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And that speed might be on the order say ½ cm/s compared to the thermal motion of 1,000,000 m/s.
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If we define N as that volume density of charge carriers, that means the electrons contained in some volume, let us highlight it here in yellow.
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Let us say that that is their drift velocity, VD × some time interval Δ T × that cross sectional area A.
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The electrons in that volume are going to pass surface A in time T.
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From that, the total charge it is passing, A is equal to the product of the volume passing surface A.
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The carrier density and the charge on each carrier, which we are going to call e.
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We have got this amount and we have to deal with the VD TA.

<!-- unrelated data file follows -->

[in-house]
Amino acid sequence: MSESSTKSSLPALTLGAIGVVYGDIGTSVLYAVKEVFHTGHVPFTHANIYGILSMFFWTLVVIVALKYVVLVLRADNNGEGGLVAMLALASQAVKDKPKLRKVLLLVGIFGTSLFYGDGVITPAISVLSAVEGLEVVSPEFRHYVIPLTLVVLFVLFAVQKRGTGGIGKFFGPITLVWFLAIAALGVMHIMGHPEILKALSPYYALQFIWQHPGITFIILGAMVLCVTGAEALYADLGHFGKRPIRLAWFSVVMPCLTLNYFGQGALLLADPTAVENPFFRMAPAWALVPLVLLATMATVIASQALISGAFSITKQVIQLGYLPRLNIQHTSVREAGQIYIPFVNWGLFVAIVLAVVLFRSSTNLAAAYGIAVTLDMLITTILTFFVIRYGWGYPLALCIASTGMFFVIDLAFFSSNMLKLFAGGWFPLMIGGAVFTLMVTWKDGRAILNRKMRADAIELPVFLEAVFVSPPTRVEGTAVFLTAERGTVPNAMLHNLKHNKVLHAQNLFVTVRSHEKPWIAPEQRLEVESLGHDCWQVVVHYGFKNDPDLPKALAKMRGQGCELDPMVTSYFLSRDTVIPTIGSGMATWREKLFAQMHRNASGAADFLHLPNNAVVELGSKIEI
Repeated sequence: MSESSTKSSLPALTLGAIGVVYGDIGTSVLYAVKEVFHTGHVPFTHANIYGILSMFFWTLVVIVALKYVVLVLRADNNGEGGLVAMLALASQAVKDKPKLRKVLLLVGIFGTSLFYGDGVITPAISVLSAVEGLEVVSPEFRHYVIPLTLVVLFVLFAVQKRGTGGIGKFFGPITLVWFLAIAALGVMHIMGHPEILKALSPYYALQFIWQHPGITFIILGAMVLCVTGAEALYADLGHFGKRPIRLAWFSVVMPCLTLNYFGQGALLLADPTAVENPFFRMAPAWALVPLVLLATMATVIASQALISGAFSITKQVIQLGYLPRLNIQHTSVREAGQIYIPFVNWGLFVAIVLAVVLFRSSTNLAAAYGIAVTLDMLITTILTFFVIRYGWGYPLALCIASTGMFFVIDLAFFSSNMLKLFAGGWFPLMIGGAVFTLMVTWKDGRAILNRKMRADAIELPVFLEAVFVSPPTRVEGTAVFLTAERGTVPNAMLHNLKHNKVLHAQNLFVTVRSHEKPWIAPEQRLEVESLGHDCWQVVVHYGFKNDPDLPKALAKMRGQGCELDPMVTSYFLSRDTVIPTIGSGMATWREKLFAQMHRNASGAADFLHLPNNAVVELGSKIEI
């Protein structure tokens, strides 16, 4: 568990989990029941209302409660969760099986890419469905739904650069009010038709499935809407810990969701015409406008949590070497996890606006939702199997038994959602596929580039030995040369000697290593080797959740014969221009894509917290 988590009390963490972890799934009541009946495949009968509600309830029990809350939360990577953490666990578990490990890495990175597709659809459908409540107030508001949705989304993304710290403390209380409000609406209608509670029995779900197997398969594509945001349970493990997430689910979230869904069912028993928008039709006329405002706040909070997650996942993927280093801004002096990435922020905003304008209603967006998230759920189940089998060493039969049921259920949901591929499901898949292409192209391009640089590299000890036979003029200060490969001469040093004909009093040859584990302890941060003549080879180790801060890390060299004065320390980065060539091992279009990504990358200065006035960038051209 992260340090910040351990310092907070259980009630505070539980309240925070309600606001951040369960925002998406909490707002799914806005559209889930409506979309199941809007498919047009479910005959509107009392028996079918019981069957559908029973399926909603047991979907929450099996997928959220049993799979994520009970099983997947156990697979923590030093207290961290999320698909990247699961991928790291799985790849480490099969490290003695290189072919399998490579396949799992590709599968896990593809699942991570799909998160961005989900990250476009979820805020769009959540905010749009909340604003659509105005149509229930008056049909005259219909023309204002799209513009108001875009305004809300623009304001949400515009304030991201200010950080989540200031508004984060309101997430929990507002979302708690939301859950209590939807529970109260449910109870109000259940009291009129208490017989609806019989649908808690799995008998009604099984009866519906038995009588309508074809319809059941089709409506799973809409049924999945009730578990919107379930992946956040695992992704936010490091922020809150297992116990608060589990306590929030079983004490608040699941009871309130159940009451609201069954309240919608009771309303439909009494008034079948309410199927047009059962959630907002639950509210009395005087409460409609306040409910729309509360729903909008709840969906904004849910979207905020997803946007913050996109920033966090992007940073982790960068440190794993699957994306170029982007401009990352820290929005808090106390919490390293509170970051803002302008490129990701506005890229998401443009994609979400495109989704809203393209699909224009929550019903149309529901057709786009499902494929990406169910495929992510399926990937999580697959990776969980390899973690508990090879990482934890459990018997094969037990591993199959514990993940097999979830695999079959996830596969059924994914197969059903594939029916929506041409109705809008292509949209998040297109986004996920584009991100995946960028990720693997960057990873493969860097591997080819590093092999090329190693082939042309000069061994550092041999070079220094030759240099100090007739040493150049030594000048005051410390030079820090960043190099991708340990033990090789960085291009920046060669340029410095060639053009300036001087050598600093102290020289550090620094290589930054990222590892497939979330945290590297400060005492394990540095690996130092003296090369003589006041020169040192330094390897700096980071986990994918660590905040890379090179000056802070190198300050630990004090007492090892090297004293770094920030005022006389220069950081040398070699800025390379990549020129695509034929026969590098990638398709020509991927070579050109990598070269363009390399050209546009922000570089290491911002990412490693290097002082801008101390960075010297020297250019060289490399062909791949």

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If they want the charge that passes A in that period of time, that is going to be that carrier density ×
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the charge e that goes with each of those charged carriers.
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Typically, an elementary charge × that volume VD TA.
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Since current is charge per unit time, we can say that current flow then is going to be N ×
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our elementary charge × that drift velocity × that cross sectional area.
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Or I oftentimes write this E as Q as well, so you may see in this form NQ VD A, the current flow derivation.
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We can also look at this from the perspective of current density.
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Current density through a surface is the current per area and it is a vector quantity usually given the symbol J.